Paradise Lost: The Child Murders at Robin Hood Hills is a 1996 narrative film coordinated by Bruce Sinofsky and Joe Berlinger about the trials of three high school boys who came to be known as the West Memphis Three in West Memphis, Arkansas.
The young boys named Damien Echols, Jessie Misskelley and Jason Baldwin. They were blamed for the homicide and sexual mutilation of three prepubescent young men.
Initially the two countries trailed the movie: Paradise Lost 2: Revelations and Paradise Lost 3: Purgatory.
Berlinger and Sinofsky’s narrative film of a grim triple homicide in West Memphis, Arkansas and the resulting trials of three suspects, investigates both the mysterious and the American equity framework in ‘residential area’ America.
Those three boys are blamed for this awful wrongdoing of executing kids, as far as anyone knows as an aftereffect of inclusion in Satanism. As in their past narrative, things end up being more perplexing than beginning appearances and this film displays the genuine court dramatization to the viewer, as it develops.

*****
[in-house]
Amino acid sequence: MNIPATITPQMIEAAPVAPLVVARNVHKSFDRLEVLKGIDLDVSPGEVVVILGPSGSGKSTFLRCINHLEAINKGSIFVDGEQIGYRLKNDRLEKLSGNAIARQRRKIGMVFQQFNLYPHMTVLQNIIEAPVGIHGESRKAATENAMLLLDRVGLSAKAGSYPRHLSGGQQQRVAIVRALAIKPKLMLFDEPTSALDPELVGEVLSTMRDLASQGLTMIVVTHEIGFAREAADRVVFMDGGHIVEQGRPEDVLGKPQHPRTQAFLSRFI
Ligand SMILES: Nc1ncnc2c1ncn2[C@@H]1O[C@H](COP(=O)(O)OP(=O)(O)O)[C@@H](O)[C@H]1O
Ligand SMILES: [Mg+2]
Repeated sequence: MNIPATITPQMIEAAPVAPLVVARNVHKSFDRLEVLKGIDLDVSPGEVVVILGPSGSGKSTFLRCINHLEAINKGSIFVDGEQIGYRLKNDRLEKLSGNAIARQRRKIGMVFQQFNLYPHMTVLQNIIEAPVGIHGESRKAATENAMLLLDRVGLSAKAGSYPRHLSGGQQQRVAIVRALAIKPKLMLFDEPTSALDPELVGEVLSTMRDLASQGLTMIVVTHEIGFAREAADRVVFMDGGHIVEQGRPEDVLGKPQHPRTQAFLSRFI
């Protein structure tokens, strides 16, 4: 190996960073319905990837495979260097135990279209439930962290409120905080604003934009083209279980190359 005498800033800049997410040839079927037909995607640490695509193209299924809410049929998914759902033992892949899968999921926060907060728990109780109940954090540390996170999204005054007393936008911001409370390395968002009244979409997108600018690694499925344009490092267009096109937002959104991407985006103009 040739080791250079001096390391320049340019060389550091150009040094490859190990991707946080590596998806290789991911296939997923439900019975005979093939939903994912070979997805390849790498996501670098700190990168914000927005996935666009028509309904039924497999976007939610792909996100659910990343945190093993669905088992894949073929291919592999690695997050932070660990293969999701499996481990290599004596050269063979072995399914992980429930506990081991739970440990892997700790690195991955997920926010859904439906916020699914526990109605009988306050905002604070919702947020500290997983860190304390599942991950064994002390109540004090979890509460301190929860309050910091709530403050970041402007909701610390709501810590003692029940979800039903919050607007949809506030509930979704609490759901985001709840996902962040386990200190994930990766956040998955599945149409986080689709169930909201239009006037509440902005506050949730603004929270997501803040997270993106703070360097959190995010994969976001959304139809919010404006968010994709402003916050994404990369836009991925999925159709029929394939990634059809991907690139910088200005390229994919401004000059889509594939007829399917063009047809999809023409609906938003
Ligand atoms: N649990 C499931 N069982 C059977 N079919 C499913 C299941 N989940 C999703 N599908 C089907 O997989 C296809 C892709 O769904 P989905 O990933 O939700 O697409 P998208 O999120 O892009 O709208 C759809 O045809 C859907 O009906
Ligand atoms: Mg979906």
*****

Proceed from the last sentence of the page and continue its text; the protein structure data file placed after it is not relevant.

Something other you’d like to know about the Documentary:
- Country: USA
- Language: English
- Released on: 10 June 1996 (USA)
- Other Names: America Undercover: Paradise Lost – The Child Murders at Robin Hood Woods
- Filming Locations: West Memphis, Arkansas, USA
- Runtime: 150 min
- Sound Mix: Stereo
- Color: Color
This nonjudgmental narrative analyzes an odd triple homicide and the consequent capture, trial and questionable feelings of three high school young men for the wrongdoing. In a quiet Arkansas suburb, three eight-year-old boys discovered debilitated and ruthlessly killed – one of them was emasculated.
The group naturally goes into a mayhem until one, rationally moderate youngster, Jason, approaches and asserts that he and two others murdered the young men as a feature of a Satanic custom. All are captured, yet alternate adolescents, Damien and Jason, swear that they are pure. The movie producers then present broadly divergent sentiments from group individuals concerning the adolescents’ blame or guiltlessness. The stepfather of one of the killed boy; vents his emotions by addressing a pumpkin and after that clearing it out with a weapon. The entire trial is suspect and is based upon the confirmation of Jesse who has an IQ of 74 and can’t keep his story straight.
There is little confirmation to convincingly demonstrate or invalidate their blame. The producers likewise imply that others may have been included, yet those conceivable outcomes remain to a great extent unexplored. The three young men all wound up sentenced, however the niggling questions remain.